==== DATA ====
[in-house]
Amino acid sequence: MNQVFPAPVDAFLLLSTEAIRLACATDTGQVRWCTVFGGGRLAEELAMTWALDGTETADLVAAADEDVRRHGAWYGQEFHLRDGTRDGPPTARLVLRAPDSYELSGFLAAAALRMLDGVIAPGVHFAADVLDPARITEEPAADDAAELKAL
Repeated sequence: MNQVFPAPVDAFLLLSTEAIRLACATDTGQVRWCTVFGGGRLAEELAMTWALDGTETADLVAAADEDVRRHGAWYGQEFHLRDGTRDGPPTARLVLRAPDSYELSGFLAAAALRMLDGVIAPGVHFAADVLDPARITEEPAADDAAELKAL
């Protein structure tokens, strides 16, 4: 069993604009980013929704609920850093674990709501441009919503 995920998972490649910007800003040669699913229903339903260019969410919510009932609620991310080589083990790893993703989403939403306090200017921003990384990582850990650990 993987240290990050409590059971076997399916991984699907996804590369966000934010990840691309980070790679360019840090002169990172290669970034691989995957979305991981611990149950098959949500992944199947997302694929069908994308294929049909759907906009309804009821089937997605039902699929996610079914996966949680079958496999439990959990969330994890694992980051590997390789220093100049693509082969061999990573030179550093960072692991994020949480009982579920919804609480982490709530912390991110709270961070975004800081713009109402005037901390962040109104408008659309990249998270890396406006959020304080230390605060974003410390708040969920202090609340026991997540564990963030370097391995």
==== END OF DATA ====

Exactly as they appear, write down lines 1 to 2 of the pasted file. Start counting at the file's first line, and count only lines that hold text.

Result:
[in-house]
Amino acid sequence: MNQVFPAPVDAFLLLSTEAIRLACATDTGQVRWCTVFGGGRLAEELAMTWALDGTETADLVAAADEDVRRHGAWYGQEFHLRDGTRDGPPTARLVLRAPDSYELSGFLAAAALRMLDGVIAPGVHFAADVLDPARITEEPAADDAAELKAL